To compare insured youth (age 15–25 years) with and without disabilities on risk of insurance loss. We conducted a cross-sectional study using data from the Survey of Income and Program Participation 2001. Descriptive statistics characterized insured youth who maintained and lost insurance for at least 3 months over a 3-year time frame. We conducted logistic regression to calculate the association between disability and insurance loss. Adjustment variables were gender, race, ethnicity, age, work or school status, poverty status, type of insurance at study onset, state generosity, and an interaction between disability and insurance type. This study includes 2,123 insured youth without disabilities, 320 insured youth with non-severe disabilities, and 295 insured youth with severe disabilities. Thirty-six percent of insured youth without disabilities lost insurance compared to 43% of insured youth with non-severe disabilities and 41% of insured youth with severe disabilities (P = .07). Youth with non-severe disabilities on public insurance have an estimated 61% lower odds of losing insurance (OR: 0.39; 95% CI: 0.16, 0.93; P = .03) compared to youth without disabilities on public insurance. Further, youth with severe disabilities on public insurance have an estimated 81% lower odds of losing insurance (OR: 0.19; 95% CI: 0.09, 0.40; P < .001) compared to youth without disabilities. When examining youth with private insurance, we find that youth with severe disabilities have 1.63 times higher odds (OR: 1.63; 95% CI: 1.03, 2.57; P = .04) of losing health insurance compared to youth without disabilities. Insurance type interacts with disability severity to affect odds of insurance loss among insured youth.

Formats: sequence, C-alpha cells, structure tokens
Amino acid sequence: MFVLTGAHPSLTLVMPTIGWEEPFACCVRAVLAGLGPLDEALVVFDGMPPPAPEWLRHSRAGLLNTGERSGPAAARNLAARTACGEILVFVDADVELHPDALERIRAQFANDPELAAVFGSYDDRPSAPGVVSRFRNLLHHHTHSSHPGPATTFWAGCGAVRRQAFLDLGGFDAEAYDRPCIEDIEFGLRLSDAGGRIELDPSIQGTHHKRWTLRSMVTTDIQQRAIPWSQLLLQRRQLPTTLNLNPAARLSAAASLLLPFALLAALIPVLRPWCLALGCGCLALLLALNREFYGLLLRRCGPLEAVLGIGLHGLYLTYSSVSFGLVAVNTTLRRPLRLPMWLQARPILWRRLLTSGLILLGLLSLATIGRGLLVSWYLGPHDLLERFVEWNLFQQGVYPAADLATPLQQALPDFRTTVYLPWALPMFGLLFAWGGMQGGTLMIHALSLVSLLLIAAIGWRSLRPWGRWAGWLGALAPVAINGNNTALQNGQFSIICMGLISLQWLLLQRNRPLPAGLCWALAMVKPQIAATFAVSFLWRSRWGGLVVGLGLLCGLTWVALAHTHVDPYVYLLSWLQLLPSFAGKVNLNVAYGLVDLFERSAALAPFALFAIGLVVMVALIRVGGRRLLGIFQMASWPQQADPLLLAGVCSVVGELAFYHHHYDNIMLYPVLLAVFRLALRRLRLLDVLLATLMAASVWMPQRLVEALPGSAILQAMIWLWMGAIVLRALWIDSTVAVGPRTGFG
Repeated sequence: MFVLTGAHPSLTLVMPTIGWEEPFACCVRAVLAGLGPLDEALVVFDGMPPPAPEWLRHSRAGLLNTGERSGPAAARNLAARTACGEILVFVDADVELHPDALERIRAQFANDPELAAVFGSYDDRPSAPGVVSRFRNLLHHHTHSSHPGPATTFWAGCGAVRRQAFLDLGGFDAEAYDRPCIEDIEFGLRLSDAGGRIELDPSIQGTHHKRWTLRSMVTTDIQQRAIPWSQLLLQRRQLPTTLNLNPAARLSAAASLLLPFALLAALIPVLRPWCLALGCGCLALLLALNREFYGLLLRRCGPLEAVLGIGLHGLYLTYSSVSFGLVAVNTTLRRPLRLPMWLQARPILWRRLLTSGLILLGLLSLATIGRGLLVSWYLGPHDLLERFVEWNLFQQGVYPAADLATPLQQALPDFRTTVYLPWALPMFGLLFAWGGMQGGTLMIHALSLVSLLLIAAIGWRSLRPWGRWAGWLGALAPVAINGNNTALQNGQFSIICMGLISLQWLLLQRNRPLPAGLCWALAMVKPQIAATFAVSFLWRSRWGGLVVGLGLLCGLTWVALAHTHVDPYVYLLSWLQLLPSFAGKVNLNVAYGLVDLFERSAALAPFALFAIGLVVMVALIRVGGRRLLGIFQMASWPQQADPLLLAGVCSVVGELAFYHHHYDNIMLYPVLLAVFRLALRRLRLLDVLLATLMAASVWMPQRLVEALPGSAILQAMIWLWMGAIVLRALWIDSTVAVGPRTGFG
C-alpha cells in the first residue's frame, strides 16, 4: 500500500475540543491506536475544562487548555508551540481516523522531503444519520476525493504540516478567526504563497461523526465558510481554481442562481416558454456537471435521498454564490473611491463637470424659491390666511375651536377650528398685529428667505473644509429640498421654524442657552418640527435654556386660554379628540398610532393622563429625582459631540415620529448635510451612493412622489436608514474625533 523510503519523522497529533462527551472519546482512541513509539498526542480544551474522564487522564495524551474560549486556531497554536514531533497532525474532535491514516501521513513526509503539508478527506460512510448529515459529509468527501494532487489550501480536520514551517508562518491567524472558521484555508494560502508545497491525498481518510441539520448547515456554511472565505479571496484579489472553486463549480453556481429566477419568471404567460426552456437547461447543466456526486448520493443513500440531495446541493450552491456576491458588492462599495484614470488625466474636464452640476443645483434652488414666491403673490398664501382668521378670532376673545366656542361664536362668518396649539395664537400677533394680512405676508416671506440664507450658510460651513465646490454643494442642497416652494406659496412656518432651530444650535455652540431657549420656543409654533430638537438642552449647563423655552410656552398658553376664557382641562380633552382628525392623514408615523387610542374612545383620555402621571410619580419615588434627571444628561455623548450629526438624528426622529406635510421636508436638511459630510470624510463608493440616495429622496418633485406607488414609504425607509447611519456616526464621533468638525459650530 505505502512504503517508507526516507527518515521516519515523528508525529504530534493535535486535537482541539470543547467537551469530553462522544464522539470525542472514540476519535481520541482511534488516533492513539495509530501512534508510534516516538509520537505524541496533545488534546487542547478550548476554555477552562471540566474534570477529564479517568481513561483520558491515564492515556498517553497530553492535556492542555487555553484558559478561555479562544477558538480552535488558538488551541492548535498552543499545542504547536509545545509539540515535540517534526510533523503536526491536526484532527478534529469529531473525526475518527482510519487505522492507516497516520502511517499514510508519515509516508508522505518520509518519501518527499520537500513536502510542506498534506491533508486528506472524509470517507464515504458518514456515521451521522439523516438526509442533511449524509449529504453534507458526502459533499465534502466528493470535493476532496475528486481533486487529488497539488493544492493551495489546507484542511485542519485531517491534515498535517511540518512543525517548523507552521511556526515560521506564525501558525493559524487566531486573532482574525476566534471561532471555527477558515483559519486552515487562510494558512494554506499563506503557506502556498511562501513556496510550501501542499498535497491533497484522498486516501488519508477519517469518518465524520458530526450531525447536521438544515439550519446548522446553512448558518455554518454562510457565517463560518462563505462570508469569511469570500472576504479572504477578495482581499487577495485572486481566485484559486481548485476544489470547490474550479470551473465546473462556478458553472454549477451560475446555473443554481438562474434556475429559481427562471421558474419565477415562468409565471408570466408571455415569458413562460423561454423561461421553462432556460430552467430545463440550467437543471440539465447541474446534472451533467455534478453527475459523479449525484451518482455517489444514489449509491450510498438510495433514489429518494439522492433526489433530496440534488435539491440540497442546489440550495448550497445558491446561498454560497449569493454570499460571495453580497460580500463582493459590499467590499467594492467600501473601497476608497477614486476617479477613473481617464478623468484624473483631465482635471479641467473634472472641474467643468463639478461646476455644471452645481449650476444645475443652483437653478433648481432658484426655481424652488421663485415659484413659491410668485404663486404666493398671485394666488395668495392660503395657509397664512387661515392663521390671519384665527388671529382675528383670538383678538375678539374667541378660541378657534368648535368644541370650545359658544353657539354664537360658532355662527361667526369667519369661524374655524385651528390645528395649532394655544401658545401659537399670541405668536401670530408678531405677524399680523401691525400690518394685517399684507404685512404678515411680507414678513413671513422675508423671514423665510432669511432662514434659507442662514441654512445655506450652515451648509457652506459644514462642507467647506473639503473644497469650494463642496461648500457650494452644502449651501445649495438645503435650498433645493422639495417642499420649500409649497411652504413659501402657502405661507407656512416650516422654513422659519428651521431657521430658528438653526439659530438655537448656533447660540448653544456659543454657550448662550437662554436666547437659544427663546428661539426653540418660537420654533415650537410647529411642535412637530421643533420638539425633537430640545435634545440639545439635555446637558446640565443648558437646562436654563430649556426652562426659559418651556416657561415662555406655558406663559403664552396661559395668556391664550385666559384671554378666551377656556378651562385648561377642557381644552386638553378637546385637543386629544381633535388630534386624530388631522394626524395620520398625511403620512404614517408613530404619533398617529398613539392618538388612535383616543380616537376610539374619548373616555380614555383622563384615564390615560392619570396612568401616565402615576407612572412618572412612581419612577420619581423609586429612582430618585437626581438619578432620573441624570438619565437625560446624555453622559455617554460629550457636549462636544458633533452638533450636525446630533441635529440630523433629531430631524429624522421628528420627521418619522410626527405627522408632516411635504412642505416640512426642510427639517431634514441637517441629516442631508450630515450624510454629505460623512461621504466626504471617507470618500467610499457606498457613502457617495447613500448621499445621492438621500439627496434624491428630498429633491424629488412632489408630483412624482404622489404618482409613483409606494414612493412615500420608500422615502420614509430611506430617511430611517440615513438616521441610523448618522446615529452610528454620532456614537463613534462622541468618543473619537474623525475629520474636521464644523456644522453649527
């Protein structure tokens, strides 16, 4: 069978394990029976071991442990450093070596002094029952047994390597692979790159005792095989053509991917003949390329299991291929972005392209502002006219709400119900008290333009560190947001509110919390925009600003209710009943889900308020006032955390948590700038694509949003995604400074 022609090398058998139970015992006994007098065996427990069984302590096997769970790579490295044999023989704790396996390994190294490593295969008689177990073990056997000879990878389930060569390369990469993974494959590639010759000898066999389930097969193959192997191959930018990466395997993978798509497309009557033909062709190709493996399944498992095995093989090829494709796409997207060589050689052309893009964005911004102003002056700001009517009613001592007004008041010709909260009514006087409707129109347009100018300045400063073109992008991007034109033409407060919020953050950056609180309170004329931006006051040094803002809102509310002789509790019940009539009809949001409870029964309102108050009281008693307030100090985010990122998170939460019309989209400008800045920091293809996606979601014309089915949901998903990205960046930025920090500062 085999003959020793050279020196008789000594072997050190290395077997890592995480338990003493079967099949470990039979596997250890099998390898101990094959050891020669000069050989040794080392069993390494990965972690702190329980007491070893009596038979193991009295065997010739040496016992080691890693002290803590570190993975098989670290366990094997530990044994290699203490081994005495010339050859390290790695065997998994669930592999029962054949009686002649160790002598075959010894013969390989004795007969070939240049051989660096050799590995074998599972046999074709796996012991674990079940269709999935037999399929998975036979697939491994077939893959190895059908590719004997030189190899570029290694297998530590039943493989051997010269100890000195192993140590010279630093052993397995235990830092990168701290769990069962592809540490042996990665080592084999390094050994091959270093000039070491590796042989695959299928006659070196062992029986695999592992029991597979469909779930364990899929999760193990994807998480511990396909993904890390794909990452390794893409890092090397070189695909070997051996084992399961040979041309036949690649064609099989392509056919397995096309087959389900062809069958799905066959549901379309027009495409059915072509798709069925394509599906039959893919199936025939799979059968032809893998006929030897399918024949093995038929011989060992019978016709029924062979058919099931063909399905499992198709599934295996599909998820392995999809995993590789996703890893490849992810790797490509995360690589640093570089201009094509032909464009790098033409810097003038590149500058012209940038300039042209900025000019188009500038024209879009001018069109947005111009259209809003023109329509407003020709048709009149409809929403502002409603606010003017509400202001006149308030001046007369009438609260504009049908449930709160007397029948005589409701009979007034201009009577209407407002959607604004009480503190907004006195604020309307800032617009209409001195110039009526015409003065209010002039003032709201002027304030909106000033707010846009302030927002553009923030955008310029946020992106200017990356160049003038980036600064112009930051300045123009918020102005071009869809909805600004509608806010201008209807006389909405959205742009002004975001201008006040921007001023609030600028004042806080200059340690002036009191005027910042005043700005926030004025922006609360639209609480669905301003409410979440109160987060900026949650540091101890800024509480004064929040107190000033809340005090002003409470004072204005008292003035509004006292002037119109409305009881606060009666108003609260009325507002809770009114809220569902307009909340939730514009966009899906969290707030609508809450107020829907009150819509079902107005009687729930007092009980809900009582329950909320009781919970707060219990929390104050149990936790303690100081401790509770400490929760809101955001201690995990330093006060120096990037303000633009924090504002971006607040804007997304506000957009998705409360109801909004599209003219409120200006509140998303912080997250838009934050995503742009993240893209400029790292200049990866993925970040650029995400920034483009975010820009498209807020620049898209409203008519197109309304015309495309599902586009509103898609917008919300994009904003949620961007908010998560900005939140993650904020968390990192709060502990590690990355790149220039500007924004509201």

Disability; Youth with special health care needs; Insurance; Transition; Adolescent health
We examined possible determinants of self-reported health care discrimination.